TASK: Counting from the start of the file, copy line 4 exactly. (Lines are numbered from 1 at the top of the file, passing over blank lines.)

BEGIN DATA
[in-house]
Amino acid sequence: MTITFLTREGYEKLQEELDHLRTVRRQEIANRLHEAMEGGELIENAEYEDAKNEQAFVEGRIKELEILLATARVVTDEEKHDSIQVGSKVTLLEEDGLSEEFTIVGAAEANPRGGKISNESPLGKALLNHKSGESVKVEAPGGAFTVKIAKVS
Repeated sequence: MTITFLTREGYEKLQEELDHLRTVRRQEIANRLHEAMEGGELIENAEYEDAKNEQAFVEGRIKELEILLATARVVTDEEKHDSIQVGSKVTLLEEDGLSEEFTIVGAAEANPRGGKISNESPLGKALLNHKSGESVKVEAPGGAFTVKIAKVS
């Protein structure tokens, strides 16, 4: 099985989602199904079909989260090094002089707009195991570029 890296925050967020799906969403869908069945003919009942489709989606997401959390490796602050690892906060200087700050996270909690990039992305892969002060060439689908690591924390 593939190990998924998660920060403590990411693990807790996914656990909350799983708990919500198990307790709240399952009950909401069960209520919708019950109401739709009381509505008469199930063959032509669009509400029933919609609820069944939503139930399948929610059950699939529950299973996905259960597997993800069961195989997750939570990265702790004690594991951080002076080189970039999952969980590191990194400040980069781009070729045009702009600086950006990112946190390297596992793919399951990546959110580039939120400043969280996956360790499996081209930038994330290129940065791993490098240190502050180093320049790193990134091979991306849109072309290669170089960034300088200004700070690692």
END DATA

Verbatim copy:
């Protein structure tokens, strides 16, 4: 099985989602199904079909989260090094002089707009195991570029 890296925050967020799906969403869908069945003919009942489709989606997401959390490796602050690892906060200087700050996270909690990039992305892969002060060439689908690591924390 593939190990998924998660920060403590990411693990807790996914656990909350799983708990919500198990307790709240399952009950909401069960209520919708019950109401739709009381509505008469199930063959032509669009509400029933919609609820069944939503139930399948929610059950699939529950299973996905259960597997993800069961195989997750939570990265702790004690594991951080002076080189970039999952969980590191990194400040980069781009070729045009702009600086950006990112946190390297596992793919399951990546959110580039939120400043969280996956360790499996081209930038994330290129940065791993490098240190502050180093320049790193990134091979991306849109072309290669170089960034300088200004700070690692």